China Says It Won't Give In to U.S. ‘Blackmail’ on Tariffs
(Bloomberg) -- China fired back at President Donald Trump’s latest tariff escalation, saying it won’t yield to “blackmail.”
Vice Minister of Commerce Wang Shouwen said he’s baffled at how the U.S. administration appeared to put a trade war on hold after talks in May, only to slap tariffs on Chinese imports a few days later.
“If one party does not honor its words, talks cannot succeed,” Wang said in an interview in Geneva on Wednesday. For negotiations to succeed, “no party should point a gun at the other party,” he said.
The U.S. is escalating its trade war with China by starting a process to impose 10 percent tariffs on $200 billion worth of Chinese goods. The levies announced Tuesday, together with some $50 billion in the works, stand to raise import prices on almost half of everything the U.S. buys from China.
China “never yields to threat or blackmail,” Wang said in separate written comments to Bloomberg. “The U.S. side ignored the progress, adopted unilateral and protectionist measures, and started the trade war.”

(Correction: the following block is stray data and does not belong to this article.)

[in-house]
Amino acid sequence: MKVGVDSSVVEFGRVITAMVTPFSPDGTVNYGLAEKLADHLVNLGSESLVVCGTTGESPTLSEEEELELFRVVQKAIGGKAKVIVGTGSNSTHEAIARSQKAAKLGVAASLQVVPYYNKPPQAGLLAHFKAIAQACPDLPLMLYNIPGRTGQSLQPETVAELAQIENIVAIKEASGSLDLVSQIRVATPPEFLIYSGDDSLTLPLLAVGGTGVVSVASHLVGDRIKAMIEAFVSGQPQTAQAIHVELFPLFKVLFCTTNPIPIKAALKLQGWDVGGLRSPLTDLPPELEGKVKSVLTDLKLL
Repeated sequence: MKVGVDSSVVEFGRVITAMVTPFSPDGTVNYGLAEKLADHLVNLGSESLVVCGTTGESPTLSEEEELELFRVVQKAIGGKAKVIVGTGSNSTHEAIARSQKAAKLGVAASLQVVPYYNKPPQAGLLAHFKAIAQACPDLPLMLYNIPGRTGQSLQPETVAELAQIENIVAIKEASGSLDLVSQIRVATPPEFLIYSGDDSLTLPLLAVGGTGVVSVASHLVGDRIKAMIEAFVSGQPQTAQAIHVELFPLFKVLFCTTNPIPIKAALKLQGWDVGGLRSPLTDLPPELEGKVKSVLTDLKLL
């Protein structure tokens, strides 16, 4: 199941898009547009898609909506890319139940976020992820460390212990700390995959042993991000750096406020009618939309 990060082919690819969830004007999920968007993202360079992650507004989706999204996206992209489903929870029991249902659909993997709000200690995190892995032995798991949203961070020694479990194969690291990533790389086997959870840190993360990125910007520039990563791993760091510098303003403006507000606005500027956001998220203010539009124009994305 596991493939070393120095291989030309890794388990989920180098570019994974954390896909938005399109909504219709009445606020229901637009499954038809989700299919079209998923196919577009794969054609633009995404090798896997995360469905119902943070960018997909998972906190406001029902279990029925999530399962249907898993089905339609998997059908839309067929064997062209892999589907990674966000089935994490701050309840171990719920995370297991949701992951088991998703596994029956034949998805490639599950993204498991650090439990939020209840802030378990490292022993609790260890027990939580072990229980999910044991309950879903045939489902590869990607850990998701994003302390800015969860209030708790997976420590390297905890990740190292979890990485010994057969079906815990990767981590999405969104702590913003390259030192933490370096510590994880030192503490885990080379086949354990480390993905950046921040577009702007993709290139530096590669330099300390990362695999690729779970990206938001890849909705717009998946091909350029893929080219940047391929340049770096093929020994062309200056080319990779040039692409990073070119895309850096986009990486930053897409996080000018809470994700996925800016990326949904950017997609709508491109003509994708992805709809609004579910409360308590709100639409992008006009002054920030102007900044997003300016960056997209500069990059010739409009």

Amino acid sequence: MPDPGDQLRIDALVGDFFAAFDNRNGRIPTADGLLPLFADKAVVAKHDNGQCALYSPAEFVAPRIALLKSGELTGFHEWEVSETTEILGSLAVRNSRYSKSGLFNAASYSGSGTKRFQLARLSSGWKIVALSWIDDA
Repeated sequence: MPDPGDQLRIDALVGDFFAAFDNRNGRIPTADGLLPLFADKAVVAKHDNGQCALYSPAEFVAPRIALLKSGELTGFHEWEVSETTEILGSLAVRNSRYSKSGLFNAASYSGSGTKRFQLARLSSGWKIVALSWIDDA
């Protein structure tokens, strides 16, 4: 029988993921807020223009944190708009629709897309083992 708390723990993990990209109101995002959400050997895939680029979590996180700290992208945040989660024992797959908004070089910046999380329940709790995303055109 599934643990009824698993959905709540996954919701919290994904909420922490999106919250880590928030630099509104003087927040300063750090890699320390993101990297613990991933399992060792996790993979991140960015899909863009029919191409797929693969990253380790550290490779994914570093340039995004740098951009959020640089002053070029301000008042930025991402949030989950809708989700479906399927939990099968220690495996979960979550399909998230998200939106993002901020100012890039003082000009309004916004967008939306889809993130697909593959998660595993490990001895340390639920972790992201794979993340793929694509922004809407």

The tariffs, which could go into effect as soon as this fall, are in addition to the 25 percent duties Trump imposed on $34 billion worth of Chinese goods July 6.
The world’s two largest economies haven’t held publicly announced talks since a visit to Beijing by U.S. Commerce Secretary Wilbur Ross in June that achieved no breakthroughs.
While China “demonstrated utmost sincerity to stabilize trade relations with the U.S,” the Trump administration “did not honor its words, chopping and changing all the time,” Wang said.
“The U.S. behavior represents a typical ‘trade bully,’ posing a grave threat to the global value chain,” Wang said. “It will hamper global economic recovery, hurting many businesses and ordinary people around the world. It will harm the interest of companies, employees and consumers in both China and the U.S.”
Wang said China won’t hesitate to retaliate against the Trump administration’s “completely groundless” tariffs announced on Tuesday. He defended Beijing’s response to the last round of American duties, saying its measures are in line with domestic law and international rules.
World Trade Organization officials are concerned that if the U.S. and China engage in a tit-for-tat trade war using unilateral domestic laws rather than the WTO’s dispute settlement processes they will undermine the Geneva-based organization’s ability to arbitrate global trade conflicts.
“It’s time for anyone who cares about the health of the economy to sit up and take notice,” WTO Director-General Roberto Azevedo said in a July 5 tweet.
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